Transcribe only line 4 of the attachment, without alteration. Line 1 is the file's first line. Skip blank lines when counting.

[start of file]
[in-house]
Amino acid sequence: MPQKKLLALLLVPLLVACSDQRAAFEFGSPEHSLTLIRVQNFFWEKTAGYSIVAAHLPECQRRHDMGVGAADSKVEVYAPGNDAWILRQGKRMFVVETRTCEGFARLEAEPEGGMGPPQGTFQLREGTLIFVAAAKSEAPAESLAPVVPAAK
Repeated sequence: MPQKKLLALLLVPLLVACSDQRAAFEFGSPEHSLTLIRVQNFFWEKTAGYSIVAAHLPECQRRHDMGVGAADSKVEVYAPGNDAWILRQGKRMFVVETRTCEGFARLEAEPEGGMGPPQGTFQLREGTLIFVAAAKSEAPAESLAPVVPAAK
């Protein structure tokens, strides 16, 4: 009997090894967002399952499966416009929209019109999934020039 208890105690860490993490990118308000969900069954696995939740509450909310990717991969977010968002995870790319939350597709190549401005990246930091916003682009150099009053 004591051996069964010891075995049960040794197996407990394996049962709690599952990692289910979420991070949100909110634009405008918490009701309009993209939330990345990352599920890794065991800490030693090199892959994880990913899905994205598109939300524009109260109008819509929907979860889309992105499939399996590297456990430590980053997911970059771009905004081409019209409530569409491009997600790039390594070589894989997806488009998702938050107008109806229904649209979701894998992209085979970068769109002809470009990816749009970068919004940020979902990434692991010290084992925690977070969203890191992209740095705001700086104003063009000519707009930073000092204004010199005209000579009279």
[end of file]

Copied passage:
């Protein structure tokens, strides 16, 4: 009997090894967002399952499966416009929209019109999934020039 208890105690860490993490990118308000969900069954696995939740509450909310990717991969977010968002995870790319939350597709190549401005990246930091916003682009150099009053 004591051996069964010891075995049960040794197996407990394996049962709690599952990692289910979420991070949100909110634009405008918490009701309009993209939330990345990352599920890794065991800490030693090199892959994880990913899905994205598109939300524009109260109008819509929907979860889309992105499939399996590297456990430590980053997911970059771009905004081409019209409530569409491009997600790039390594070589894989997806488009998702938050107008109806229904649209979701894998992209085979970068769109002809470009990816749009970068919004940020979902990434692991010290084992925690977070969203890191992209740095705001700086104003063009000519707009930073000092204004010199005209000579009279």